Maintaining Muscles After an Exercise Interruption

Once you’ve incorporated working out into your daily routine, you’ll exercise to maintain the muscles you’ve built through hard work. Use the tips below to avoid common causes of muscle disuse that can result in loss of muscle.

Realize that loss of muscle probably happens faster than you think. For muscles you use frequently, you can see a difference in size and strength after disuse for a number of days. Most research indicates that after several weeks there will be a significant loss of muscle size and strength. Maintaining the look you’ve worked to get should be a constant motivational tool for you to use to stick with your exercise routine.

Unavoidable disuse of your muscles can come from a variety of reasons. If you are away from your gym or your routine has changed, consider using free weights or some fairly inexpensive buys that you can use at home when you have time.

There is some emerging research that if your exercise routine for muscle building is interrupted, you can actually help maintain the muscles you’ve built by working on a different part of your body. For instance, injured weight lifters who were unable to lift for a period of time have been known to help maintain their bodies during a several weeks long period of time by doing leg and torso exercises.

If you are facing challenges to doing your muscle building exercises from pain and it’s resulting drain on your motivation, try doing less intense muscle building exercises. Sometimes. overdoing muscle building exercises can result in pain and lack of motivation to continue. Try lightening up or reducing the number of reps and then gradually building your way back up.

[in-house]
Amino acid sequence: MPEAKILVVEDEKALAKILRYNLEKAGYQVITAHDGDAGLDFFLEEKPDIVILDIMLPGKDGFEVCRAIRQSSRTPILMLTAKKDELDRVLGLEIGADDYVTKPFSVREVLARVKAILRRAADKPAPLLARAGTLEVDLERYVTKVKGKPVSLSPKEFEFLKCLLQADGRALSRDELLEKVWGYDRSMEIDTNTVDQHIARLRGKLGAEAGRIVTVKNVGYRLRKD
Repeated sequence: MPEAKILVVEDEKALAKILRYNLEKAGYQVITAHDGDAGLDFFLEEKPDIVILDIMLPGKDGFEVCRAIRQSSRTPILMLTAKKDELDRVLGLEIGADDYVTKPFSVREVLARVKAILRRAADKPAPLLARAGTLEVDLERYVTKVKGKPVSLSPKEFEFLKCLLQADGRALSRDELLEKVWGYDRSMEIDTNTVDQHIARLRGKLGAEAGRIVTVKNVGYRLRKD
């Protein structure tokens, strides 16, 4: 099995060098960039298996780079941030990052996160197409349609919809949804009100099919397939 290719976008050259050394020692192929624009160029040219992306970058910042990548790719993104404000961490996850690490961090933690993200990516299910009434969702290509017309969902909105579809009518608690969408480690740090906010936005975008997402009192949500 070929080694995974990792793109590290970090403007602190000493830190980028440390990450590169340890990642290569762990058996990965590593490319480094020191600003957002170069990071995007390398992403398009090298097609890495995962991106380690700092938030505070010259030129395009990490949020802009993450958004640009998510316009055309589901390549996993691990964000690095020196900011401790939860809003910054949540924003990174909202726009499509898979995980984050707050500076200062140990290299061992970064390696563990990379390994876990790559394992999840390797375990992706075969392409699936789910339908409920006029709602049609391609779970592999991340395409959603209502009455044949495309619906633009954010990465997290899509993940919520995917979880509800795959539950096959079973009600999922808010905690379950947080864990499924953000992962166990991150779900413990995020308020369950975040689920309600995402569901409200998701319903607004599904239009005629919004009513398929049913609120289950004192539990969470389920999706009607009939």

If you’re accustomed to doing one kind of muscle building exercise and you cannot do that exercise, consider whether you can still work on the same muscle group using a machine in the gym rather than weights to maintain your muscles.

Changing the way you work specific muscle groups can help you maintain muscles and variety in your workouts.

If your schedule for exercise is no longer working, figure out why you are not getting your exercise done. Whether it’s a change in schedule you cannot control such as work or school or a seasonal change, don’t stick to a schedule that’s not working but instead, immediately adjust your schedule.

It’s easier to figure out how to fit 45 minutes into a different time of day than it is to stop exercising for a period of time and then try to find 45 minutes in your day for exercise.

Muscle memory should encourage you not to give up if you’ve had a period of muscle disuse. Muscle memory is used to describe that your muscles will come back after a period of disuse once you’ve formed them in the first place.

There are a variety of circumstances that can lead to muscle disuse and loss of muscle. Use the tips above to maintain the muscles you build.